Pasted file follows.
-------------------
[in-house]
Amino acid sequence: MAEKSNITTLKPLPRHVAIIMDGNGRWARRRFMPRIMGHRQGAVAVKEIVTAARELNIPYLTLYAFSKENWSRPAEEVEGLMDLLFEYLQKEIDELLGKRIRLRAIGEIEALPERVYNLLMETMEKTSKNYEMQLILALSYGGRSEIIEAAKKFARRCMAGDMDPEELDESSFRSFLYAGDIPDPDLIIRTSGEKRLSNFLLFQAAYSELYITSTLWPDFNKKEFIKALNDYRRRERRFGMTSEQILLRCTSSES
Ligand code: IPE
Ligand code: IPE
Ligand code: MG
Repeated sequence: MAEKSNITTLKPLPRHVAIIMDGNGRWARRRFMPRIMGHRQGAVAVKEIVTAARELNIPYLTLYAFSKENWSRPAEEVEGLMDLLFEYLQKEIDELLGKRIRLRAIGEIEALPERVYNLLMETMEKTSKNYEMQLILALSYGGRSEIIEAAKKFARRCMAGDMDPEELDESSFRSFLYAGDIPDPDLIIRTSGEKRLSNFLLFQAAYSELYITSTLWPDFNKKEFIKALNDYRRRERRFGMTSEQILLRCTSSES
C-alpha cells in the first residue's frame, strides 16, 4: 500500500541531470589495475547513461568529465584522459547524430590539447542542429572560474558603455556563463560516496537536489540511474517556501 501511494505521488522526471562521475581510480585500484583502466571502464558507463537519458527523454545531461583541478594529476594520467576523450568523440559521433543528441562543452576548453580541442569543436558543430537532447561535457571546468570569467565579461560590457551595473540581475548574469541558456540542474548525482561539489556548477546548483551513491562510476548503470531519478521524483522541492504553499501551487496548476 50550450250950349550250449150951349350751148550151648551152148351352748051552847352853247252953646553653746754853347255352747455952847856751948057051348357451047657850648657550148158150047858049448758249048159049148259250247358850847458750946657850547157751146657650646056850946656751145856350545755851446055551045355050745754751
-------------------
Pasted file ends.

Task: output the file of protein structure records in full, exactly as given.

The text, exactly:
[in-house]
Amino acid sequence: MAEKSNITTLKPLPRHVAIIMDGNGRWARRRFMPRIMGHRQGAVAVKEIVTAARELNIPYLTLYAFSKENWSRPAEEVEGLMDLLFEYLQKEIDELLGKRIRLRAIGEIEALPERVYNLLMETMEKTSKNYEMQLILALSYGGRSEIIEAAKKFARRCMAGDMDPEELDESSFRSFLYAGDIPDPDLIIRTSGEKRLSNFLLFQAAYSELYITSTLWPDFNKKEFIKALNDYRRRERRFGMTSEQILLRCTSSES
Ligand code: IPE
Ligand code: IPE
Ligand code: MG
Repeated sequence: MAEKSNITTLKPLPRHVAIIMDGNGRWARRRFMPRIMGHRQGAVAVKEIVTAARELNIPYLTLYAFSKENWSRPAEEVEGLMDLLFEYLQKEIDELLGKRIRLRAIGEIEALPERVYNLLMETMEKTSKNYEMQLILALSYGGRSEIIEAAKKFARRCMAGDMDPEELDESSFRSFLYAGDIPDPDLIIRTSGEKRLSNFLLFQAAYSELYITSTLWPDFNKKEFIKALNDYRRRERRFGMTSEQILLRCTSSES
C-alpha cells in the first residue's frame, strides 16, 4: 500500500541531470589495475547513461568529465584522459547524430590539447542542429572560474558603455556563463560516496537536489540511474517556501 501511494505521488522526471562521475581510480585500484583502466571502464558507463537519458527523454545531461583541478594529476594520467576523450568523440559521433543528441562543452576548453580541442569543436558543430537532447561535457571546468570569467565579461560590457551595473540581475548574469541558456540542474548525482561539489556548477546548483551513491562510476548503470531519478521524483522541492504553499501551487496548476 50550450250950349550250449150951349350751148550151648551152148351352748051552847352853247252953646553653746754853347255352747455952847856751948057051348357451047657850648657550148158150047858049448758249048159049148259250247358850847458750946657850547157751146657650646056850946656751145856350545755851446055551045355050745754751